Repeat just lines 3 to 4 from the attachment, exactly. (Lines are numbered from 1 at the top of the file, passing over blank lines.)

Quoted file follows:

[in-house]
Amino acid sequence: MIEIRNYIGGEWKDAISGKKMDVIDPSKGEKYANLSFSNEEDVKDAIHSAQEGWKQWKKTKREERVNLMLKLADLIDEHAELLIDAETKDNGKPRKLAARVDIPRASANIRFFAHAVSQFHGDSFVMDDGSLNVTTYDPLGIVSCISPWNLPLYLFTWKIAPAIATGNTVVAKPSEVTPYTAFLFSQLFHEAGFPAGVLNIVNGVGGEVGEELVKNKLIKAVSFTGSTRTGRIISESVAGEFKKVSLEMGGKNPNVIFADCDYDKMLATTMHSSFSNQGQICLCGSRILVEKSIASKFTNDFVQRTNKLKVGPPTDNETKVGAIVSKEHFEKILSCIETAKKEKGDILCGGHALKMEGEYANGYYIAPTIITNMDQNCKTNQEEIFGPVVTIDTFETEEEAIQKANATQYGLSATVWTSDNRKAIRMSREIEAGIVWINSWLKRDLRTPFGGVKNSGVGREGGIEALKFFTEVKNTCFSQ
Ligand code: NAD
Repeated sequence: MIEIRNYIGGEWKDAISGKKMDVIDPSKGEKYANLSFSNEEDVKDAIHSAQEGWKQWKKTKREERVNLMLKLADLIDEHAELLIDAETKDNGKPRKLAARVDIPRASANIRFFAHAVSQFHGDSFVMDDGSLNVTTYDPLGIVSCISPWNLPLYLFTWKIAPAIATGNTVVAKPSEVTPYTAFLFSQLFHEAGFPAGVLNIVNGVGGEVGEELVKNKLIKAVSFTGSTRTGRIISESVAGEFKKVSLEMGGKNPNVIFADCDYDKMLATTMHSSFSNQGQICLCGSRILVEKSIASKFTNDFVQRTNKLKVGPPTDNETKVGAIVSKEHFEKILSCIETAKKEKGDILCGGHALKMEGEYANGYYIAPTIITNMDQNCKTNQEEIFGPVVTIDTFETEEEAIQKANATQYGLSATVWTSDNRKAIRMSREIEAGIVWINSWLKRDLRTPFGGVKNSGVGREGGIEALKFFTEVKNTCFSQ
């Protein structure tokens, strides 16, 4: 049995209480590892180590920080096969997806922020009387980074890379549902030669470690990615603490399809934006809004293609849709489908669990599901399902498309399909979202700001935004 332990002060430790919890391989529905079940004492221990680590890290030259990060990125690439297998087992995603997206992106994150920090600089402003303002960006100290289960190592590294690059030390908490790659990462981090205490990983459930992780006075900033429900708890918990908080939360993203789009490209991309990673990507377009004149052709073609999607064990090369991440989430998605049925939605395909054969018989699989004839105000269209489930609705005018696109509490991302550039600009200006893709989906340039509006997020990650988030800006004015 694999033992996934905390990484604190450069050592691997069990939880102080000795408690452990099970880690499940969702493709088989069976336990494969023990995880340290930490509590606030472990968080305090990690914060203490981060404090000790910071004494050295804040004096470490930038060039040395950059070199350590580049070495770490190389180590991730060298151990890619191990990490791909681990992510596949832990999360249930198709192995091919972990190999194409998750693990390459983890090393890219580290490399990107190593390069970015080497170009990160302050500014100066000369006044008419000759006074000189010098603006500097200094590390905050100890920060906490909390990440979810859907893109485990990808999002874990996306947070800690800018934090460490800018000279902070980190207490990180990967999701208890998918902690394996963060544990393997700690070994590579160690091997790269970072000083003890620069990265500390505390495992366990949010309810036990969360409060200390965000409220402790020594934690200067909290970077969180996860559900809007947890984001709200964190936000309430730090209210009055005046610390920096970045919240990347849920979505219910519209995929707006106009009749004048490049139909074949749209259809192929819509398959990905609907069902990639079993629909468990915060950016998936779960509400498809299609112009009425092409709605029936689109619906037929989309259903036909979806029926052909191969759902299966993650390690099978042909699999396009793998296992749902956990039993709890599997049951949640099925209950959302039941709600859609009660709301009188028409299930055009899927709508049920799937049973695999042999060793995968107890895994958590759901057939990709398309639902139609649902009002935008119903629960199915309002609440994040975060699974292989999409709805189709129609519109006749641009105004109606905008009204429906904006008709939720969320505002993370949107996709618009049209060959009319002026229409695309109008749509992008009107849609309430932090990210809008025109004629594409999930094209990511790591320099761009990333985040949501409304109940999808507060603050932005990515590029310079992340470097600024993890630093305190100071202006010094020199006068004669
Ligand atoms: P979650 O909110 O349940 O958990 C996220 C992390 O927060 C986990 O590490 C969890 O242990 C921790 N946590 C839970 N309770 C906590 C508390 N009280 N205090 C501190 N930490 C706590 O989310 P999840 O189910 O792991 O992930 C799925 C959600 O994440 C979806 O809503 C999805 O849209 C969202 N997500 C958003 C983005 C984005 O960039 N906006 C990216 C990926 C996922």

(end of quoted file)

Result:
Ligand code: NAD
Repeated sequence: MIEIRNYIGGEWKDAISGKKMDVIDPSKGEKYANLSFSNEEDVKDAIHSAQEGWKQWKKTKREERVNLMLKLADLIDEHAELLIDAETKDNGKPRKLAARVDIPRASANIRFFAHAVSQFHGDSFVMDDGSLNVTTYDPLGIVSCISPWNLPLYLFTWKIAPAIATGNTVVAKPSEVTPYTAFLFSQLFHEAGFPAGVLNIVNGVGGEVGEELVKNKLIKAVSFTGSTRTGRIISESVAGEFKKVSLEMGGKNPNVIFADCDYDKMLATTMHSSFSNQGQICLCGSRILVEKSIASKFTNDFVQRTNKLKVGPPTDNETKVGAIVSKEHFEKILSCIETAKKEKGDILCGGHALKMEGEYANGYYIAPTIITNMDQNCKTNQEEIFGPVVTIDTFETEEEAIQKANATQYGLSATVWTSDNRKAIRMSREIEAGIVWINSWLKRDLRTPFGGVKNSGVGREGGIEALKFFTEVKNTCFSQ